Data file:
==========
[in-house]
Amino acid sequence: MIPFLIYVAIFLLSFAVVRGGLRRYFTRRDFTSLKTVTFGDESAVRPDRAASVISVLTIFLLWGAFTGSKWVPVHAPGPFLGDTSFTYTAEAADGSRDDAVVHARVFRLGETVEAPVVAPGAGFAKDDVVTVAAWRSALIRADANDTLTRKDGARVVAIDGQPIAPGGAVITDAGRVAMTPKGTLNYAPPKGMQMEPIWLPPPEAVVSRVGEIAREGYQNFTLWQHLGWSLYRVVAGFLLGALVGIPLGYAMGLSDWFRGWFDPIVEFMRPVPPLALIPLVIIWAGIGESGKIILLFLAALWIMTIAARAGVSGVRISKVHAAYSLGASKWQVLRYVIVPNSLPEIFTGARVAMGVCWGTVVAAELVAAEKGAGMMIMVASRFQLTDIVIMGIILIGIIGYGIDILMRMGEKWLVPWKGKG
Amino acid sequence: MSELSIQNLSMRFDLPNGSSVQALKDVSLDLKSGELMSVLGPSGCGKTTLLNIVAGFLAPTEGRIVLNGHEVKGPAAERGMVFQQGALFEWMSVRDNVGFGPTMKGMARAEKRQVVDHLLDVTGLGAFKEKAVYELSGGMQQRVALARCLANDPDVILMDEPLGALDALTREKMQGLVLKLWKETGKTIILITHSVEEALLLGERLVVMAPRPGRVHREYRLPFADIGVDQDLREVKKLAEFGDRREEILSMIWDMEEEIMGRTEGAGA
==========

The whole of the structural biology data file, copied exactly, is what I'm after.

[in-house]
Amino acid sequence: MIPFLIYVAIFLLSFAVVRGGLRRYFTRRDFTSLKTVTFGDESAVRPDRAASVISVLTIFLLWGAFTGSKWVPVHAPGPFLGDTSFTYTAEAADGSRDDAVVHARVFRLGETVEAPVVAPGAGFAKDDVVTVAAWRSALIRADANDTLTRKDGARVVAIDGQPIAPGGAVITDAGRVAMTPKGTLNYAPPKGMQMEPIWLPPPEAVVSRVGEIAREGYQNFTLWQHLGWSLYRVVAGFLLGALVGIPLGYAMGLSDWFRGWFDPIVEFMRPVPPLALIPLVIIWAGIGESGKIILLFLAALWIMTIAARAGVSGVRISKVHAAYSLGASKWQVLRYVIVPNSLPEIFTGARVAMGVCWGTVVAAELVAAEKGAGMMIMVASRFQLTDIVIMGIILIGIIGYGIDILMRMGEKWLVPWKGKG
Amino acid sequence: MSELSIQNLSMRFDLPNGSSVQALKDVSLDLKSGELMSVLGPSGCGKTTLLNIVAGFLAPTEGRIVLNGHEVKGPAAERGMVFQQGALFEWMSVRDNVGFGPTMKGMARAEKRQVVDHLLDVTGLGAFKEKAVYELSGGMQQRVALARCLANDPDVILMDEPLGALDALTREKMQGLVLKLWKETGKTIILITHSVEEALLLGERLVVMAPRPGRVHREYRLPFADIGVDQDLREVKKLAEFGDRREEILSMIWDMEEEIMGRTEGAGA